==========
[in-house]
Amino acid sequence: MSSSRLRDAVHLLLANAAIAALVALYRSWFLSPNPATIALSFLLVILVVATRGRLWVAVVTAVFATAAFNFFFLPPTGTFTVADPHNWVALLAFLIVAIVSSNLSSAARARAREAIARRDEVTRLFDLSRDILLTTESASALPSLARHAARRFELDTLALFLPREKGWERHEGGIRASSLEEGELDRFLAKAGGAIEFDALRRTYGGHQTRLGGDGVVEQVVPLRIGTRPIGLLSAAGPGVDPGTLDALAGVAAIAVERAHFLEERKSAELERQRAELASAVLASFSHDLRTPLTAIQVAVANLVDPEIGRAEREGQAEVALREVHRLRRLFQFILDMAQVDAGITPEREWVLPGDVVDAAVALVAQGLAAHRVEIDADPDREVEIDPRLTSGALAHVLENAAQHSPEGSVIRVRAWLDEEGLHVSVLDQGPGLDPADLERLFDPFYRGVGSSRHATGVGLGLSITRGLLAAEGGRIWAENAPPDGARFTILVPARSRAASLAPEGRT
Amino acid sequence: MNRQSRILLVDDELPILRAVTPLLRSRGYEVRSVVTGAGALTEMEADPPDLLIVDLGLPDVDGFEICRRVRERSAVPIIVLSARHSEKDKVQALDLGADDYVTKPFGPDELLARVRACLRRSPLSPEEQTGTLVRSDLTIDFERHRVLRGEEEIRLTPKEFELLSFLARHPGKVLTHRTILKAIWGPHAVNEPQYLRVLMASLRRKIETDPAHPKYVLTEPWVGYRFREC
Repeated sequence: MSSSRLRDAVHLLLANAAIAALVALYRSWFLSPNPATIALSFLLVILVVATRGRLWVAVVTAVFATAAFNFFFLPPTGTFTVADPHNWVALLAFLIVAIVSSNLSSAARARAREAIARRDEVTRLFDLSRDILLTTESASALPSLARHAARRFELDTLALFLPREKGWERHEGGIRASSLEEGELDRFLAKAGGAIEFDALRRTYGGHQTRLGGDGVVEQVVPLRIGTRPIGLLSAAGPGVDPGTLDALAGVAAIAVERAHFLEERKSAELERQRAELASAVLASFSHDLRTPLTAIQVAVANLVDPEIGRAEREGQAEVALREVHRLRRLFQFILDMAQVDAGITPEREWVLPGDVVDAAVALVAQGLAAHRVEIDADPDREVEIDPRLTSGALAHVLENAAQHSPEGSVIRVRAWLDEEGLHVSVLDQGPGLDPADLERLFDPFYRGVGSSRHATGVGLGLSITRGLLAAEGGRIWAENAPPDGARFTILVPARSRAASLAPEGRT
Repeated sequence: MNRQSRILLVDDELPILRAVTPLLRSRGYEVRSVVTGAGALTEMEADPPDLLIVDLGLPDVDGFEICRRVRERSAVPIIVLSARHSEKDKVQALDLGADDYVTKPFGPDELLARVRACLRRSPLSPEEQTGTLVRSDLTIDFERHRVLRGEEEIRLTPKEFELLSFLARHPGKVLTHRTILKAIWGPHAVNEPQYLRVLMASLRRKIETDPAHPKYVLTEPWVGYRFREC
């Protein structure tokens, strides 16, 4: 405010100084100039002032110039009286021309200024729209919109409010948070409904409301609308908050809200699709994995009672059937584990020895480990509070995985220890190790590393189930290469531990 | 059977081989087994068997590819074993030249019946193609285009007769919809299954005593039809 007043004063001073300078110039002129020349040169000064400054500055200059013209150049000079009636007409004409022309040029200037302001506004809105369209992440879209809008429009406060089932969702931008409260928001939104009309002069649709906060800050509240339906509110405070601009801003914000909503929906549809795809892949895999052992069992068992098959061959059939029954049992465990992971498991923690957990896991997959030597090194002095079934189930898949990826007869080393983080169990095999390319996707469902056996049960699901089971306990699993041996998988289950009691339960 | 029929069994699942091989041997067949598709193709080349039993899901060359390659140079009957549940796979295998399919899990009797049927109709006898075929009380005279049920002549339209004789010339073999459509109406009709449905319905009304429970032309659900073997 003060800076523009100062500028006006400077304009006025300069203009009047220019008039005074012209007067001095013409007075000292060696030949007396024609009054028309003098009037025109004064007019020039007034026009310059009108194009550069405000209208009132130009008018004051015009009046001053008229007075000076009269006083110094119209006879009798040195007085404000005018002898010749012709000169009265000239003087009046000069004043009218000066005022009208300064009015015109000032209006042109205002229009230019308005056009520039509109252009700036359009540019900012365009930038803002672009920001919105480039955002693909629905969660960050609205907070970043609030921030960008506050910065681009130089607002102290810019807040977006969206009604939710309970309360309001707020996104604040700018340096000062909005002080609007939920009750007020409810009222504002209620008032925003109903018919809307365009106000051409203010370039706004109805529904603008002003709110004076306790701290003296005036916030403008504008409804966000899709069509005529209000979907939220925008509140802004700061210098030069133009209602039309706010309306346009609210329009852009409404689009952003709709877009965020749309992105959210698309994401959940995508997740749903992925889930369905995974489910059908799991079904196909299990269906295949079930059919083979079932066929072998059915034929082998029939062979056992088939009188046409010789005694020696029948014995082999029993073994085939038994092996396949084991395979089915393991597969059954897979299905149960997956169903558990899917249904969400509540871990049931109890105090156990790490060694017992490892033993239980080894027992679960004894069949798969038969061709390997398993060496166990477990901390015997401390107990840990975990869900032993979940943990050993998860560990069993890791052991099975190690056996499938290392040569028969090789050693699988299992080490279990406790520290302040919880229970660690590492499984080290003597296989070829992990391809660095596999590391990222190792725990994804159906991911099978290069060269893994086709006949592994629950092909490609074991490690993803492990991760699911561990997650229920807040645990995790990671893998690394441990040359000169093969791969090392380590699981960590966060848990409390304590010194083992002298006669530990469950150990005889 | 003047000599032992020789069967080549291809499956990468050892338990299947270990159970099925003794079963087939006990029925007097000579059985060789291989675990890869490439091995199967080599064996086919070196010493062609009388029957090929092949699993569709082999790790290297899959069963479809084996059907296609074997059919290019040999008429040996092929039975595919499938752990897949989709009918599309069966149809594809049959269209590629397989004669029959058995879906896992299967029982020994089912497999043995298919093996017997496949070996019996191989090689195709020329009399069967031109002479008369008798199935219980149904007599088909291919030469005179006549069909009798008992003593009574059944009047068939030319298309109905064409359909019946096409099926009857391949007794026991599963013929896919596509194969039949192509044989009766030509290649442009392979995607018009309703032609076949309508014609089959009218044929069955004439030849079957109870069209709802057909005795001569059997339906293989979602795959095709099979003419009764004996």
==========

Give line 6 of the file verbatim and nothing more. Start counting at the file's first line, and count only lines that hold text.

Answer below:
């Protein structure tokens, strides 16, 4: 405010100084100039002032110039009286021309200024729209919109409010948070409904409301609308908050809200699709994995009672059937584990020895480990509070995985220890190790590393189930290469531990 | 059977081989087994068997590819074993030249019946193609285009007769919809299954005593039809 007043004063001073300078110039002129020349040169000064400054500055200059013209150049000079009636007409004409022309040029200037302001506004809105369209992440879209809008429009406060089932969702931008409260928001939104009309002069649709906060800050509240339906509110405070601009801003914000909503929906549809795809892949895999052992069992068992098959061959059939029954049992465990992971498991923690957990896991997959030597090194002095079934189930898949990826007869080393983080169990095999390319996707469902056996049960699901089971306990699993041996998988289950009691339960 | 029929069994699942091989041997067949598709193709080349039993899901060359390659140079009957549940796979295998399919899990009797049927109709006898075929009380005279049920002549339209004789010339073999459509109406009709449905319905009304429970032309659900073997 003060800076523009100062500028006006400077304009006025300069203009009047220019008039005074012209007067001095013409007075000292060696030949007396024609009054028309003098009037025109004064007019020039007034026009310059009108194009550069405000209208009132130009008018004051015009009046001053008229007075000076009269006083110094119209006879009798040195007085404000005018002898010749012709000169009265000239003087009046000069004043009218000066005022009208300064009015015109000032209006042109205002229009230019308005056009520039509109252009700036359009540019900012365009930038803002672009920001919105480039955002693909629905969660960050609205907070970043609030921030960008506050910065681009130089607002102290810019807040977006969206009604939710309970309360309001707020996104604040700018340096000062909005002080609007939920009750007020409810009222504002209620008032925003109903018919809307365009106000051409203010370039706004109805529904603008002003709110004076306790701290003296005036916030403008504008409804966000899709069509005529209000979907939220925008509140802004700061210098030069133009209602039309706010309306346009609210329009852009409404689009952003709709877009965020749309992105959210698309994401959940995508997740749903992925889930369905995974489910059908799991079904196909299990269906295949079930059919083979079932066929072998059915034929082998029939062979056992088939009188046409010789005694020696029948014995082999029993073994085939038994092996396949084991395979089915393991597969059954897979299905149960997956169903558990899917249904969400509540871990049931109890105090156990790490060694017992490892033993239980080894027992679960004894069949798969038969061709390997398993060496166990477990901390015997401390107990840990975990869900032993979940943990050993998860560990069993890791052991099975190690056996499938290392040569028969090789050693699988299992080490279990406790520290302040919880229970660690590492499984080290003597296989070829992990391809660095596999590391990222190792725990994804159906991911099978290069060269893994086709006949592994629950092909490609074991490690993803492990991760699911561990997650229920807040645990995790990671893998690394441990040359000169093969791969090392380590699981960590966060848990409390304590010194083992002298006669530990469950150990005889 | 003047000599032992020789069967080549291809499956990468050892338990299947270990159970099925003794079963087939006990029925007097000579059985060789291989675990890869490439091995199967080599064996086919070196010493062609009388029957090929092949699993569709082999790790290297899959069963479809084996059907296609074997059919290019040999008429040996092929039975595919499938752990897949989709009918599309069966149809594809049959269209590629397989004669029959058995879906896992299967029982020994089912497999043995298919093996017997496949070996019996191989090689195709020329009399069967031109002479008369008798199935219980149904007599088909291919030469005179006549069909009798008992003593009574059944009047068939030319298309109905064409359909019946096409099926009857391949007794026991599963013929896919596509194969039949192509044989009766030509290649442009392979995607018009309703032609076949309508014609089959009218044929069955004439030849079957109870069209709802057909005795001569059997339906293989979602795959095709099979003419009764004996």